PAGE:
Life Science Compliance Update

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March 14, 2018

CARA 2.0 Introduced by Bipartisan Group of Senators


A bipartisan group of senators have introduced legislation framed as a follow-up bill to the Comprehensive Addiction and Recovery Act (CARA) of 2016. Dubbed CARA 2.0, the bill includes a combination of policy changes and increased funding authorizations that seek to restrict access to opioid-based painkillers and boost access to addiction treatment, including establishing a three-day initial prescribing limit on opioids for acute pain and aiming to increase the availability of treatment. The legislation was introduced by Sens. Rob Portman (R-OH), Sheldon Whitehouse (D-RI), Shelley Moore Capito (R-WV), Amy Klobuchar (D-MN), Dan Sullivan (R-AK), Maggie Hassan (D-NH), Bill Cassidy (R-LA) and Maria Cantwell (D-WA).

CARA 2.0 is the latest in a series of proposals that have come out of Congress to address the nation’s opioid epidemic. Last month, Congress agreed to allocate $6 billion over two years to combat the epidemic in a two-year budget proposal. Given that the bill would allocate new funding and Congress is currently working on a large budget measure, it’s possible that parts of the bill could be rolled into the larger budget package.

CARA 2.0 builds upon the original CARA by increasing the funding authorization levels to better coincide with the recent budget agreement.

Among the key policy changes included in the bill, the measure would: (1) establish a three-day initial prescribing limit on opioids for acute pain; (2) permanently allow physician assistants and nurse practitioners to prescribe buprenorphine with guidance from a qualified physician; (3) require doctors and pharmacists to use prescription drug monitoring programs (PDMPs) before prescribing or dispensing opioids; and (4) increase civil and criminal penalties for opioid manufacturers if they fail to report suspicious orders or fail to do enough to prevent diversion. Passage would also create a national standard for recovery residences to ensure quality housing for individuals battling long-term recovery.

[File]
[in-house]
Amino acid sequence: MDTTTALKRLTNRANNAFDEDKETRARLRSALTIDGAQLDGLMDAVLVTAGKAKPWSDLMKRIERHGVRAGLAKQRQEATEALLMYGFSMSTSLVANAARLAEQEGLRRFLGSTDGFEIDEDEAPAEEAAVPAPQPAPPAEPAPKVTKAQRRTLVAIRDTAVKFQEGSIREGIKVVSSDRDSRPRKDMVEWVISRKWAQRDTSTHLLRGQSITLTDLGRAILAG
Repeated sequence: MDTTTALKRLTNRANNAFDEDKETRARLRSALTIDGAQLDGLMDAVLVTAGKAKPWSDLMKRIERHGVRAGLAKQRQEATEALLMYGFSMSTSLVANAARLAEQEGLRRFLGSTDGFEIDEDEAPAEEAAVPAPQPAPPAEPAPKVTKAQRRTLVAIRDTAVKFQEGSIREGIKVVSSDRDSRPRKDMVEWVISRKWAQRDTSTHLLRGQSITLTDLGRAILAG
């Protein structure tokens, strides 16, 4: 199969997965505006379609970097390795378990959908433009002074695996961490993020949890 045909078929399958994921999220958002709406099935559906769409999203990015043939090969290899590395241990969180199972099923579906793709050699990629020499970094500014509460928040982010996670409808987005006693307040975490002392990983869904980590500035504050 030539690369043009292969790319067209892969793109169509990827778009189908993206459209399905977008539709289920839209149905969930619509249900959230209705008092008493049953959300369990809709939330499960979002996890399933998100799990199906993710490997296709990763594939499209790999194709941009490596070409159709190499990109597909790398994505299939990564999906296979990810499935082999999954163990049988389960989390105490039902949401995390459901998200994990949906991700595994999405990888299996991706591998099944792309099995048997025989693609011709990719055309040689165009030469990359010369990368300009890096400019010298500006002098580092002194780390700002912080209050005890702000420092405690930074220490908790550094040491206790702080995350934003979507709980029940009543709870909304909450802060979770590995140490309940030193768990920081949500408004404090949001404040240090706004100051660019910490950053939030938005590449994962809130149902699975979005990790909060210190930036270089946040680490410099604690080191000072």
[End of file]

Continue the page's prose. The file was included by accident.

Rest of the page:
Additionally, the bill allocates $1 billion toward various efforts aimed at combating the opioid epidemic, broken down into millions going to different campaigns and causes, including:

  • $300 million toward expanding responder training and access to naloxone.
  • $300 million toward an expansion of evidence-based medication-assisted treatment (MAT).
  • $200 million toward building an infrastructure that helps move patients into long-term recovery.
  • $100 million toward treatment for pregnant and postpartum women, including facilities that allow children to reside with their mothers.
  • $60 million toward helping states develop an “Infant Plan of Safe Care” to assist states, hospitals and social services to report, track and assist newborns exposed to substances and their families.
  • $20 million toward an expansion of Veterans Treatment Courts.
  • $10 million toward the development of a  “National Youth Recovery Initiative” designed to boost youth recovery support services
  • $10 million to fund a National Education Campaign on the dangers of prescription opioid misuse, heroin, and lethal fentanyl.

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